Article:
Read the rest of this post »
posted by Stanford Law Review
The Stanford Law Review Online has just published a piece by Mark Lemley, David S. Levine, and David G. Post on the PROTECT IP Act and the Stop Online Piracy Act. In Don’t Break the Internet, they argue that the two bills — intended to counter online copyright and trademark infringement — “share an underlying approach and an enforcement philosophy that pose grave constitutional problems and that could have potentially disastrous consequences for the stability and security of the Internet’s addressing system, for the principle of interconnectivity that has helped drive the Internet’s extraordinary growth, and for free expression.”
These bills, and the enforcement philosophy that underlies them, represent a dramatic retreat from this country’s tradition of leadership in supporting the free exchange of information and ideas on the Internet. At a time when many foreign governments have dramatically stepped up their efforts to censor Internet communications, these bills would incorporate into U.S. law a principle more closely associated with those repressive regimes: a right to insist on the removal of content from the global Internet, regardless of where it may have originated or be located, in service of the exigencies of domestic law.
Note: Corrected typo in first paragraph.
December 19, 2011 at 3:14 am Tags: banks, credit card companies, DNS, DNS filtering, domain name seizures, domain name servers, domain names, financial institutions, Intellectual Property, Internet, internet security, internet stability, IP, IP addresses, IP rights, online advertisers, PROTECT IP Act, search engine censorship, search engines, SOPA, Stop Online Piracy Act, World Wide Web Posted in: Current Events, Cyberlaw, First Amendment, Google & Search Engines, Google and Search Engines, Innovation, Intellectual Property, International & Comparative Law, Law Rev (Stanford), Law School (Law Reviews), Movies & Television, Property Law, Social Network Websites Print This Post One Comment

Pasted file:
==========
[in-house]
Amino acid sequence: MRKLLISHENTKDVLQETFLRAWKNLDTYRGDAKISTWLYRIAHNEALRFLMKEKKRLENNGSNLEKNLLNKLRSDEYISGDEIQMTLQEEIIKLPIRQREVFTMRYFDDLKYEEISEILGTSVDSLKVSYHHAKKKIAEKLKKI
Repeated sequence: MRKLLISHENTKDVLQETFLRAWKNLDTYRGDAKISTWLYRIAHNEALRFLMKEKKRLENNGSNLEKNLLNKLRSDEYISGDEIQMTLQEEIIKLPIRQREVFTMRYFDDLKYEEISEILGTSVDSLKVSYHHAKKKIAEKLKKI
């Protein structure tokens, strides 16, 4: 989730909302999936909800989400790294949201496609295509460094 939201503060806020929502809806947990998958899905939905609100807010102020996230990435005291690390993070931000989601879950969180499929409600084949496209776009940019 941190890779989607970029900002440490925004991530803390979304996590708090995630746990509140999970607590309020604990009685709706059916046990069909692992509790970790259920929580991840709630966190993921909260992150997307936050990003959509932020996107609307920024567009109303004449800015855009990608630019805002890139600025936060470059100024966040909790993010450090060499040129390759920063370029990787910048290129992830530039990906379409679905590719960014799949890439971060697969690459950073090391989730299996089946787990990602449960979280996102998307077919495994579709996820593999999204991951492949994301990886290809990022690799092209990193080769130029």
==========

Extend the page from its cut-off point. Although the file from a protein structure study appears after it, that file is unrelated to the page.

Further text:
posted by Daniel Solove
Increasingly, states and school districts are struggling over how to deal with teachers who communicate with students online via social network websites. One foolish way to address the issue is via strict bans, such as a law passed in Missouri earlier this year that attempted to ban teachers from friending students on social network websites. Such laws are likely violations of the First Amendment right to freedom of speech and association, and I blogged at the Huffington Post that the law was unconstitutional. Soon thereafter, a court quickly struck down the law.
The NY Times now has an article out about the challenges in crafting social media policies for teacher-student interaction, noting that “stricter guidelines are meeting resistance from some teachers because of the increasing importance of technology as a teaching tool and of using social media to engage with students.”
There are a number of considerations that schools should think about when crafting a social media policy: